This is what I came up with: if Little Man is too tall to be in the ostrich, why not move him to on the ostrich. In other words, I settled on a plan to convert him from ostrich to ostrich jockey. After many hours of contemplation, I bit my lip, took out my heavy-duty scissors, and hoped for the best. I didn’t want to completely eliminate the possibility of making the ostrich whole again in the future, so instead of cutting out a hole in his back, I made an incision straight down a portion of the center of his back. Then, I essentially made double doors by cutting two perpendicular lines: one at each end of the initial cut. In that way, I could push down into the ostrich and fold his existing back to each side inside the costume. And, in the future, it wouldn’t be too difficult to fold the sides back out to make him whole once more, if desired. This also limited the exposed chicken wire to the front and the back of the new hole.

I was next faced with two dilemmas: (1) how to add legs to the outside to make it look like the person in the ostrich was actually on the ostrich, and, more importantly, (2) how to make it all comfortably wearable. In the spirit of that horrible saying involving birds and stones, I solved the issues together.

More than a few times while packing and unpacking my belongings, I had contemplated getting rid of an old pair of jean overalls that had traveled the world with me since college. I just couldn’t bring myself to do it. I knew I wasn’t going to be wearing them again, but there were some pretty good memories attached to those overalls… Well, I marched into the closet, took the overalls, held them up and told them, “this is your moment! This is the ending that will incorporate you into family memories for years to come!” And the dog, who essentially follows me everywhere, looked up at me and shared my excitement.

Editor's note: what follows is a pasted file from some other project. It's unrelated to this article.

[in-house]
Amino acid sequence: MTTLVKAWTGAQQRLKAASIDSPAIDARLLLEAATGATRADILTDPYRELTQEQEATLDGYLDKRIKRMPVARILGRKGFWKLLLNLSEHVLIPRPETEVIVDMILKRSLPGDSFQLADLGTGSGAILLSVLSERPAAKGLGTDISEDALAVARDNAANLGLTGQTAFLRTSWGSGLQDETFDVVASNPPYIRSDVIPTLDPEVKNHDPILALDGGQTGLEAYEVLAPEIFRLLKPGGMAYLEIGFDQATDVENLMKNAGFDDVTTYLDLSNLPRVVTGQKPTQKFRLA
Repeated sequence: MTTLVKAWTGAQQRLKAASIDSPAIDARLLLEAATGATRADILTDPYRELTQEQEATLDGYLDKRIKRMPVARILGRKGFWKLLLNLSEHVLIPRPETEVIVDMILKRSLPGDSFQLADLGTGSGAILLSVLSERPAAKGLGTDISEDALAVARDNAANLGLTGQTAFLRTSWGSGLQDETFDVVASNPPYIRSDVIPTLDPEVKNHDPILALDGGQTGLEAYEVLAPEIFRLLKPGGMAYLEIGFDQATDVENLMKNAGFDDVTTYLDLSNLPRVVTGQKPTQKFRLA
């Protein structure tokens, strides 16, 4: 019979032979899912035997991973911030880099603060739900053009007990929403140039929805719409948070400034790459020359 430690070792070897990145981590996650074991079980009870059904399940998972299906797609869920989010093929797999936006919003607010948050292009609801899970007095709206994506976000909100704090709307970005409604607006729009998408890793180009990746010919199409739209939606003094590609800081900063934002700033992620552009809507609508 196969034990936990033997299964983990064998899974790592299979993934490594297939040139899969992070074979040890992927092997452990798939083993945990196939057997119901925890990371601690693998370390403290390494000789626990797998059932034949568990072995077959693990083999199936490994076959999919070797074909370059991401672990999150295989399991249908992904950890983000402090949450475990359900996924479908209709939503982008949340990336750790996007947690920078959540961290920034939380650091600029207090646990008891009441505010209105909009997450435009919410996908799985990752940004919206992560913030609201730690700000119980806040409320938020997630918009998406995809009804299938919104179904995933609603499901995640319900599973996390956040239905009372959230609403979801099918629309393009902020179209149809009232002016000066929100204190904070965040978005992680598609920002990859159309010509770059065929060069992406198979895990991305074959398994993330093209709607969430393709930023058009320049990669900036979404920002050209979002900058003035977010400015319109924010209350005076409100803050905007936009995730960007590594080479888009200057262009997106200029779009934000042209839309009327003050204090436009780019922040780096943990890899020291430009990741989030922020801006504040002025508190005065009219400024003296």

Long story short-ish, I cut the crotch out of the overalls and sewed them to the open “door” on the top of the ostrich. After adding some stuffing to fill out the legs, I sewed an old canvas hightop sneaker to each leg and called it a day.

Now, mind you, Little Man will not be wearing the ostrich costume this year, though he has happily modeled it for me. Though he was too tall to fit into the original costume, he is too short for Ostrich 3.0. He will need to do a little more growing before the ostrich part of the new costume has more size-appropriate legs. I give it a year or two at his current growth rate. In the meantime, I will be taking up the ostrich mantel and wearing it while passing out candy. And, perhaps, there will be pictures to follow…

One could draw some meaningful conclusions about reusing and recycling, or perhaps allude to the fact that there are some things that follow us through the years, taking on new meaning as we grow. But, for now I would simply like to wish all you The Moon, The Sun, and Little Man followers a wonderful Halloween!